Posted by admin on July 16th, 2012
By Erica Davis
Hand-cycling for me is the equivalent to most people riding a bike. People either see someone riding a racing chair or a handcycle. The racing chair is what we use for the run portion in a triathlon. There are different body positions for both of these types of equipment.
On the handcycle, most riders are low to the ground and extend their legs straight out front of them while their backs are leaned back. Sometimes people make comments at us about taking a nap, which is definitely possible. :) We also get a lot of stares and comments from kids who say how cool our bikes look or tell their parents that they want one. If they only knew…
So unlike when you’re riding a bike and your legs turning in two motions, our arms go together. You won’t be able to see that in the picture, but you will be able to see the position I am in. Because the muscle you have to put into powering a handcycle requires your arm muscles, which are much smaller than leg muscles, we typically do not go as fast. The only time we really kick it into high gear- speed wise- is, you guessed it, on a downhill.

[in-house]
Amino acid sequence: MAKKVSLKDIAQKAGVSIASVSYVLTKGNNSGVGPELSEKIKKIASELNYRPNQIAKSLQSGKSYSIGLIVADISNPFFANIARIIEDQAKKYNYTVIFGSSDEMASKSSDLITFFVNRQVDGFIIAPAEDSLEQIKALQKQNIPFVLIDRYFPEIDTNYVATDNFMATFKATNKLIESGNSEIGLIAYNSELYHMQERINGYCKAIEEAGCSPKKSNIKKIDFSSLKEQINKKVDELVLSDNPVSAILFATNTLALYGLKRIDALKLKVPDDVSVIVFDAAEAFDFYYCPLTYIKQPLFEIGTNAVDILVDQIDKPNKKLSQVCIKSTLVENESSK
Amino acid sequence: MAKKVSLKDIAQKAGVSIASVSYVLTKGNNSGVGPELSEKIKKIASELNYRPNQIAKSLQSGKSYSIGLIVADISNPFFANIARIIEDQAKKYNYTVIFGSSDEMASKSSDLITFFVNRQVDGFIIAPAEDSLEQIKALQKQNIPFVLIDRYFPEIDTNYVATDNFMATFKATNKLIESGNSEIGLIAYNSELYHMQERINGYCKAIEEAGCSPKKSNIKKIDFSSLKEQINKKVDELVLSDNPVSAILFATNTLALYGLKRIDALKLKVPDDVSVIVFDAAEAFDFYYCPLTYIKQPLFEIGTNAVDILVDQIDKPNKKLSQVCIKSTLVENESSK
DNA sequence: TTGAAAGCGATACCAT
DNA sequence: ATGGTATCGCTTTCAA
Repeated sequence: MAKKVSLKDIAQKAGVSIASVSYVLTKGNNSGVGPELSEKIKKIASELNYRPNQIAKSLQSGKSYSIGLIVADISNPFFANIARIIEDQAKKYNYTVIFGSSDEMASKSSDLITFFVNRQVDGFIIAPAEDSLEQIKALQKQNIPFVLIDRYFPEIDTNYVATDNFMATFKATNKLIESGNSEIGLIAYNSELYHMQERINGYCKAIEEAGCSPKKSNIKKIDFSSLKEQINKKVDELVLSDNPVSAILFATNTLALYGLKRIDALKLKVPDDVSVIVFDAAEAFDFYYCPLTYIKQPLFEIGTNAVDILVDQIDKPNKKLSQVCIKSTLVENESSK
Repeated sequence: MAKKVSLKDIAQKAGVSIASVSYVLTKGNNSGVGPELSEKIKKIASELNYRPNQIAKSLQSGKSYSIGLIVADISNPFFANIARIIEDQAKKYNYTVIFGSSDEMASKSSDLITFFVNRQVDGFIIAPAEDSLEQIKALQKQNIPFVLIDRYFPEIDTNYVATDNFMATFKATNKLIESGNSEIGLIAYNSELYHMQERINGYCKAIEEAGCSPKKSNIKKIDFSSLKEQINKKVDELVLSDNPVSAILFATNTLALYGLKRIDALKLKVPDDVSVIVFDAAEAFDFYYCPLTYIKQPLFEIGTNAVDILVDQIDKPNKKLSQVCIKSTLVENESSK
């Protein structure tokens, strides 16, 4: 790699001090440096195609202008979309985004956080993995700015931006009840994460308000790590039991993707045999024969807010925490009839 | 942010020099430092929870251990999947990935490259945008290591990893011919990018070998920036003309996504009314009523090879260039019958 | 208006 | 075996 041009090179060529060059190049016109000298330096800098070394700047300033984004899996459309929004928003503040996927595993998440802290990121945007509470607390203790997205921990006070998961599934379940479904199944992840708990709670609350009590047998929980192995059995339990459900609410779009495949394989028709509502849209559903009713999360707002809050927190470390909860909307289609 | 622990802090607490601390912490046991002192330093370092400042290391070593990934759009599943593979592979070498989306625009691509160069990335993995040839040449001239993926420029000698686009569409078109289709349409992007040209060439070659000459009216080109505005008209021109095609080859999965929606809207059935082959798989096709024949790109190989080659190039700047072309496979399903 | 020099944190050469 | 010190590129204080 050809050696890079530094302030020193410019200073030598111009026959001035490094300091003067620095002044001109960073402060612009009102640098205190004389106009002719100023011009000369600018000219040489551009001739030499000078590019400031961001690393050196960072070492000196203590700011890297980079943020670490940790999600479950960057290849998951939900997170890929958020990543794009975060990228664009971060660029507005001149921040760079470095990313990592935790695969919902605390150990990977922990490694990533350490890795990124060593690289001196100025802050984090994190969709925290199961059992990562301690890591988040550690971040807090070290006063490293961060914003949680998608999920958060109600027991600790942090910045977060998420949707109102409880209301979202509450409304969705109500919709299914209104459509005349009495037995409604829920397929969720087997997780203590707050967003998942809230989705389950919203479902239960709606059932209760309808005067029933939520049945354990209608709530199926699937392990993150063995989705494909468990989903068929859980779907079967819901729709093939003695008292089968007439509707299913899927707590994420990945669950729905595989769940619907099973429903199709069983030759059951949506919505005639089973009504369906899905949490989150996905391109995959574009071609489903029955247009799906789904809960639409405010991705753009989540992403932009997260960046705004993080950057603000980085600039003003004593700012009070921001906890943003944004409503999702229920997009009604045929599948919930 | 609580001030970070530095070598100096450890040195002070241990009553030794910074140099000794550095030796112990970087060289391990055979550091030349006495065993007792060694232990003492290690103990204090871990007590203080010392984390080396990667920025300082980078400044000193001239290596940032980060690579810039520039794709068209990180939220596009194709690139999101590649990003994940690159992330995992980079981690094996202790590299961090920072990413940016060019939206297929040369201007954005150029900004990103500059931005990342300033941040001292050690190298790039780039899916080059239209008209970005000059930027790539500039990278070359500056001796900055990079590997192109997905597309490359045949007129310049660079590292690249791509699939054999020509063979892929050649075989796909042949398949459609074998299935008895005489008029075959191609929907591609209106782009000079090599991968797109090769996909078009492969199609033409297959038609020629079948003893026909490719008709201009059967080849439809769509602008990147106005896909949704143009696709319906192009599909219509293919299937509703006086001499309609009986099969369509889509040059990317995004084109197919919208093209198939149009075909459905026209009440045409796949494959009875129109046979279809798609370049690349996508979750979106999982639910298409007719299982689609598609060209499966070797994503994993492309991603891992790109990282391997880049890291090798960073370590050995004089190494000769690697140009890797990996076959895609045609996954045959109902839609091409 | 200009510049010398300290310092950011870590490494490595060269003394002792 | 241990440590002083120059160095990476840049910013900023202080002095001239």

Speaking of hills, uphill is definitely not our strong suit. And please people, if you see us out riding, the smart ones of us will use a flag but there’s not a whole lot more we can do. I know that I always look out for all cars in case they are not looking out for us but you never can be too careful.
My mission is to get to get out there and ride and have fun. If this is how it is of how we get to be out and ride, then we take the risk just like any other cyclist. But we do what we can just like we all do in order to have fun, train, and race.
Enjoy the ride people, Enjoy the ride.
Posted by admin on July 11th, 2012
The Many Health Benefits of Chia
The word “Chia” is derived from the Mayan word for strength, because the Mayans and Aztecs fully understood the power that one can derive from these amazing seeds. Quite often, manufacturers and sellers will drastically overstate the health benefits associated with a seed or supplement, but the benefits of chia are backed up by science as well as history.